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Domenico Scarlatti’s music that’s within reach of the Intermediate level student

Scarlatti Halford better

Margery Halford via Alfred publications has compiled a nice assortment of Domenico Scarlatti’s Menuettos and Sonatas (essercizi) that’s a satisfying “Introduction” to the Baroque era composer’s music. (Scarlatti, An Introduction to his Keyboard Works)

In fact, I snatched at least five of these binary form sonatas for my two-part disc in 2007, combined with the more technically challenging ones I selected from Vladimir Horowitz’s treasured Scarlatti CD.

Horowitz championed Domenico Scarlatti’s works during a time when many concert pianists were not programming the composer’s body of works, so Domenico’s rebirth was a blessing to performers, teachers, and students who realized not only the beauty of his music but its relevance to developing technique and musicianship.

Scarlatti, in fact, is considered the forerunner of the virtuoso school of keyboard playing, and in these less complex examples from Halford’s collection, one can readily flesh out arpeggio and scale passages that easily transfer from Circle of Fifths Scale and Arpeggio study. (Note Scarlatti’s own translation of his Sonatas as Essercizi per Gravicembalo–or exercises)

The other day, I sent this particular gem to my students with the tag, “That’s why we study arpeggios!” Surely such an exemplary beauty cross-fertilizes and enriches their daily technical regimen.

In this second example from the Halford edition, more arpeggios and broken chords permeate, but there are a few selected arpeggio and scale-like passages that are worth examining for their focus on particular wrist forward motions that I will separately examine in my attached sample:

First, a play through:


Snatching measures from this sonata for technical study and fluency:

Scarlatti segment from Sonata in G

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A most recently learned delightful miniature:

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Here’s annother Halford selected gem (a Menuetto, once again) that was rendered on my formerly owned Baldwin Hamilton grand piano (known as the “blind date” beauty) To be sure, it had a brighter timbre which proves that each piano has its own unique character.

(I’m definitely enjoying my new Baldwin 165 model grand with its more mellow character)

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Not contained in Halford’s collection, but snatched from James Friskin’s edition, is the celebrated C Major Sonata L. 159 that my late teacher, Lillian Freundlich gave me to study decades ago when I first began lessons with her. (At the time, I was about 13, enrolled at the New York City High School of Performing Arts)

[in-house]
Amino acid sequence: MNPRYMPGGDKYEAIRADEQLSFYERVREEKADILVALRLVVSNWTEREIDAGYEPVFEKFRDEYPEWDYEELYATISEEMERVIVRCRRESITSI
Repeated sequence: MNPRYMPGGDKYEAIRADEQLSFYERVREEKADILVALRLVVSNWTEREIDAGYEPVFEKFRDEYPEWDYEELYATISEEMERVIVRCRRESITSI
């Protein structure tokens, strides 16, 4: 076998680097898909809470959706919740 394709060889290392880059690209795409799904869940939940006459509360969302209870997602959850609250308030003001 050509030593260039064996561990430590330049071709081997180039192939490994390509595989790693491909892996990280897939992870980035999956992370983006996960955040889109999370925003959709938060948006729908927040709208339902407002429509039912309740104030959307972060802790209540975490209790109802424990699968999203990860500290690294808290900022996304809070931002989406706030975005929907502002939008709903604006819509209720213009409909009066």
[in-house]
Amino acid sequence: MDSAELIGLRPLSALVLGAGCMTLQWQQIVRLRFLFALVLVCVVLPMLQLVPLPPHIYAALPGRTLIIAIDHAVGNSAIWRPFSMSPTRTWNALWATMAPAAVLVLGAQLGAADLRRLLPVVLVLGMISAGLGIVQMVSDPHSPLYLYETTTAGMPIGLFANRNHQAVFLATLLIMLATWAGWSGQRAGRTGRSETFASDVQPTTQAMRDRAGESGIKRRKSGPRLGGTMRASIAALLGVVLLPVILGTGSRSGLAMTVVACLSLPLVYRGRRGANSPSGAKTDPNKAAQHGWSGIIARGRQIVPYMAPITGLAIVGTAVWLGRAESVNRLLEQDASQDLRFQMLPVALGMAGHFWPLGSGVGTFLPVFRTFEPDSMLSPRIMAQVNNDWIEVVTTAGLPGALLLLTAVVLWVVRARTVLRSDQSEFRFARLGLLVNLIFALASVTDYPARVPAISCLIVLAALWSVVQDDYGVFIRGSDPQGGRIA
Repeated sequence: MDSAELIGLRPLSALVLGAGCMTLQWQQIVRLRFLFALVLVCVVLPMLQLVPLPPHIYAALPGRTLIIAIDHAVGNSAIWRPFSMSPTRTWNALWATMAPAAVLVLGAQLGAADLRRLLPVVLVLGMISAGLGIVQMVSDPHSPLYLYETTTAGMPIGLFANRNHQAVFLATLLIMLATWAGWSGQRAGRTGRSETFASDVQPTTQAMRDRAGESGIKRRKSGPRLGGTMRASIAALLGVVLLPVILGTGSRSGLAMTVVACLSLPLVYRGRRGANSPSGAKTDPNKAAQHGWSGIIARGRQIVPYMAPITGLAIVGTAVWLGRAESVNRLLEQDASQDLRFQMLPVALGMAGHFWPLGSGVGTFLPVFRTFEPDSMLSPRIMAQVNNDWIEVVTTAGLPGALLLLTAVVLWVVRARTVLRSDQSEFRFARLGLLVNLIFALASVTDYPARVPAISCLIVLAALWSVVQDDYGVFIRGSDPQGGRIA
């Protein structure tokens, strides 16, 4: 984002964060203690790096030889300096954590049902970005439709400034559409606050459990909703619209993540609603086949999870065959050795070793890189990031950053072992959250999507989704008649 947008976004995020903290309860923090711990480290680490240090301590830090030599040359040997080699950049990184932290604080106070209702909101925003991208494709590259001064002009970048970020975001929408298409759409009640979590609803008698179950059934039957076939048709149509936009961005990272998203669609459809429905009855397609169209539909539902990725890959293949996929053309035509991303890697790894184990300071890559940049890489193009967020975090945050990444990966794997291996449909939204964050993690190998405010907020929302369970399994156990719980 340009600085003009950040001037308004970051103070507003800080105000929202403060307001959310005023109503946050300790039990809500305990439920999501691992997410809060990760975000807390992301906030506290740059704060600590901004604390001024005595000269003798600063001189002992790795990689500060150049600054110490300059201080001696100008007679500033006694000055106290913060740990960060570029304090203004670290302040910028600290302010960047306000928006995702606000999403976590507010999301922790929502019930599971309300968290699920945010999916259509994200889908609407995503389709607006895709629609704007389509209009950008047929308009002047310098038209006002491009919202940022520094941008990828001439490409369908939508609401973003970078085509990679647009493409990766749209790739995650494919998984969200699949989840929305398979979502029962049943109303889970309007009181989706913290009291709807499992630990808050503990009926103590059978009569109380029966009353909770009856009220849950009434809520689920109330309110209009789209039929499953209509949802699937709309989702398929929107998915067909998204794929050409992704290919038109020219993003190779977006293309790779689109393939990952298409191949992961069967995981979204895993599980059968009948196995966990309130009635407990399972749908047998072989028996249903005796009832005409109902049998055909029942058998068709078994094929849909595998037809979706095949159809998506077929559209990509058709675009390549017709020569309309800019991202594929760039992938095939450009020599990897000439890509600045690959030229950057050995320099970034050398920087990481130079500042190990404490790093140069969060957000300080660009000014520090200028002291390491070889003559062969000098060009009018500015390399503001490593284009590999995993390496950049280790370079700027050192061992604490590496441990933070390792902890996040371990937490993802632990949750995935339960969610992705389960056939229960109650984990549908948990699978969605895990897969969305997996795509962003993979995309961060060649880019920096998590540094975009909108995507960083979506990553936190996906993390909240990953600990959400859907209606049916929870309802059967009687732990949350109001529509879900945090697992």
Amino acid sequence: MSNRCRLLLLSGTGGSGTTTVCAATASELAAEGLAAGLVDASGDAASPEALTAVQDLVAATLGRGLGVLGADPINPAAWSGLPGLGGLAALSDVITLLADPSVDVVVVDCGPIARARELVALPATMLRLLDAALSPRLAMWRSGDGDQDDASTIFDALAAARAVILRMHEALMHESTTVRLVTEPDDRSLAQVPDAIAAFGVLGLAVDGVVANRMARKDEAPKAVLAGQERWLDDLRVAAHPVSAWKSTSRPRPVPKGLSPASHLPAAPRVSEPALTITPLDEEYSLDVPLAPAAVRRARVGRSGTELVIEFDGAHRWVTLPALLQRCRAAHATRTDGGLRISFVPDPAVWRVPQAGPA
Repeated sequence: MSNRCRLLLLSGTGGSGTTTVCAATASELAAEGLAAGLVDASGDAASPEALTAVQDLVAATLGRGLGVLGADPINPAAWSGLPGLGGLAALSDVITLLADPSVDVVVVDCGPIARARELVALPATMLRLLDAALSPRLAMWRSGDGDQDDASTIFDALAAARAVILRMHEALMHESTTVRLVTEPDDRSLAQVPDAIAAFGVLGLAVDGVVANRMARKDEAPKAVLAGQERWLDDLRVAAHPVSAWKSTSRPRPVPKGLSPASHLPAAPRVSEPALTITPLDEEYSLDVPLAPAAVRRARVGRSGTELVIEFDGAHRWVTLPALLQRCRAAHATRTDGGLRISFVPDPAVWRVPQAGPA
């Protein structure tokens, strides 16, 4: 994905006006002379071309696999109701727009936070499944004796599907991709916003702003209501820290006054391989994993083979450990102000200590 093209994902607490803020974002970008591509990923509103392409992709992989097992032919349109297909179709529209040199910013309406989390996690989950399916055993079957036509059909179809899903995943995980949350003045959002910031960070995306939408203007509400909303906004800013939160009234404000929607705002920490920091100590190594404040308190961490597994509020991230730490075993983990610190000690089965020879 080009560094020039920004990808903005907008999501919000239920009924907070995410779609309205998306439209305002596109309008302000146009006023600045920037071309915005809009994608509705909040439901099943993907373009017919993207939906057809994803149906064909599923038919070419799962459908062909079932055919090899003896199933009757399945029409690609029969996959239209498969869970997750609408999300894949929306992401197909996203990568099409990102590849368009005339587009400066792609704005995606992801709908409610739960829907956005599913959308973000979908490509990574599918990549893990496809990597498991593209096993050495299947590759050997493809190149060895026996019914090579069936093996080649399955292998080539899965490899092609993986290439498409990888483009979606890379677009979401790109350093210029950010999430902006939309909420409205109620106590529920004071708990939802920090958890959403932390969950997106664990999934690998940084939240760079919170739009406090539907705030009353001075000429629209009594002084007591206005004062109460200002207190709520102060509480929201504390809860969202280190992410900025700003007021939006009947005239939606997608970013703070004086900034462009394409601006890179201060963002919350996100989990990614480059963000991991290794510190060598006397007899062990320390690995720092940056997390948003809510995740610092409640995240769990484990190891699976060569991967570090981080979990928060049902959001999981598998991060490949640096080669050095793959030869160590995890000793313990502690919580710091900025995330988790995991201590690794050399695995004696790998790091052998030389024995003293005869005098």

This certainly poses a challenge in the universe of trills, providing an ample practice opportunity for a student needing such focus.

LINK:
Scarlatti’s LIFE, CAREER, and MUSIC
http://en.wikipedia.org/wiki/Domenico_Scarlatti

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Piano Instruction: Pastorale in D Major, K. 415 by Domenico Scarlatti, a stepwise approach

The Pastorale in D, included in Margery Halford’s Scarlatti, An Introduction to his Keyboard Works, poses significant musical challenges. In the technical realm, the composer has a tricky landscape of two-note legato figures as offbeats in the treble, and these are set against bass, dotted quarter rhythms. (This counterpoint is later inverted in the middle section)-Note that 12/8 meter is felt in 4.

Intertwined with this mosaic are a series of apoggiaturas, or non-harmonic tones that resolve into the bass chords through redundant two-note groupings. These passing harmonic clashes in duple 8ths are strongly “motivic” meaning they reflect the composer’s main idea in its smallest form.

In realizing these redundant figures, the pianist has to carefully lean on the dissonant note, and artfully resolve it. A supple wrist helps to shape down these slurs.

In my video instruction, I show ways to practice the Pastorale, starting with separate hands, isolating voices, blocking, and tracking harmonies. The application of a flexible wrist is naturally indispensable to this whole learning process, and playing with a singing tone should underlie all practicing.

LINKS:

LIVE webcam instruction at POWHOW

http://www.powhow.com/classes/shirley-kirsten

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Scarlatti Sonata in G, K. 431 Tutorial

https://arioso7.wordpress.com/2012/04/20/learning-a-new-piano-piece-quickly-and-thoroughly-videos/

Scarlatti Minuetto in C, L. 217 Tutorial:

https://arioso7.wordpress.com/2012/04/17/piano-instruction-domenico-scarlatti-minuetto-in-c-l-217-videos/